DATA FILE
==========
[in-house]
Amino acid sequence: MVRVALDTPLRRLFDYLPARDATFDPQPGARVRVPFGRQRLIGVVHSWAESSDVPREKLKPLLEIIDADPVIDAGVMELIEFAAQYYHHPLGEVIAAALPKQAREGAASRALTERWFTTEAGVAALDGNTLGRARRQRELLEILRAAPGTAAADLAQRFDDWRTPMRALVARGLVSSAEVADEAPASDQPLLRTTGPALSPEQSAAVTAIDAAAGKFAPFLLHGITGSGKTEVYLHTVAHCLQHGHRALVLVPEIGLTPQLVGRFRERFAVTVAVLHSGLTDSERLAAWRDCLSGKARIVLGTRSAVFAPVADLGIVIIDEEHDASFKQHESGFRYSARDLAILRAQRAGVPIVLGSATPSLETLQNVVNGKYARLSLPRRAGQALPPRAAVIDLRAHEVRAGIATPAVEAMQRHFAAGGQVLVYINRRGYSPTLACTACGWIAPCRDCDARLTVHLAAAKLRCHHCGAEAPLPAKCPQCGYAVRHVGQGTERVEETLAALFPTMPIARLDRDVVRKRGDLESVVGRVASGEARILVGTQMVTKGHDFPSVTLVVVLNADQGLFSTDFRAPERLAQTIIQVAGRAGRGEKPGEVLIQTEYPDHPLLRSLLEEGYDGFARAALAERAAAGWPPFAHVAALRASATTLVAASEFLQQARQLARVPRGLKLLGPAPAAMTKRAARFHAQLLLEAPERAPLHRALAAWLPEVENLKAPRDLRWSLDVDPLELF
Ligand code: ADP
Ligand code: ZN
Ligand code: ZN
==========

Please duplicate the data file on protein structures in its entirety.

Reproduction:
[in-house]
Amino acid sequence: MVRVALDTPLRRLFDYLPARDATFDPQPGARVRVPFGRQRLIGVVHSWAESSDVPREKLKPLLEIIDADPVIDAGVMELIEFAAQYYHHPLGEVIAAALPKQAREGAASRALTERWFTTEAGVAALDGNTLGRARRQRELLEILRAAPGTAAADLAQRFDDWRTPMRALVARGLVSSAEVADEAPASDQPLLRTTGPALSPEQSAAVTAIDAAAGKFAPFLLHGITGSGKTEVYLHTVAHCLQHGHRALVLVPEIGLTPQLVGRFRERFAVTVAVLHSGLTDSERLAAWRDCLSGKARIVLGTRSAVFAPVADLGIVIIDEEHDASFKQHESGFRYSARDLAILRAQRAGVPIVLGSATPSLETLQNVVNGKYARLSLPRRAGQALPPRAAVIDLRAHEVRAGIATPAVEAMQRHFAAGGQVLVYINRRGYSPTLACTACGWIAPCRDCDARLTVHLAAAKLRCHHCGAEAPLPAKCPQCGYAVRHVGQGTERVEETLAALFPTMPIARLDRDVVRKRGDLESVVGRVASGEARILVGTQMVTKGHDFPSVTLVVVLNADQGLFSTDFRAPERLAQTIIQVAGRAGRGEKPGEVLIQTEYPDHPLLRSLLEEGYDGFARAALAERAAAGWPPFAHVAALRASATTLVAASEFLQQARQLARVPRGLKLLGPAPAAMTKRAARFHAQLLLEAPERAPLHRALAAWLPEVENLKAPRDLRWSLDVDPLELF
Ligand code: ADP
Ligand code: ZN
Ligand code: ZN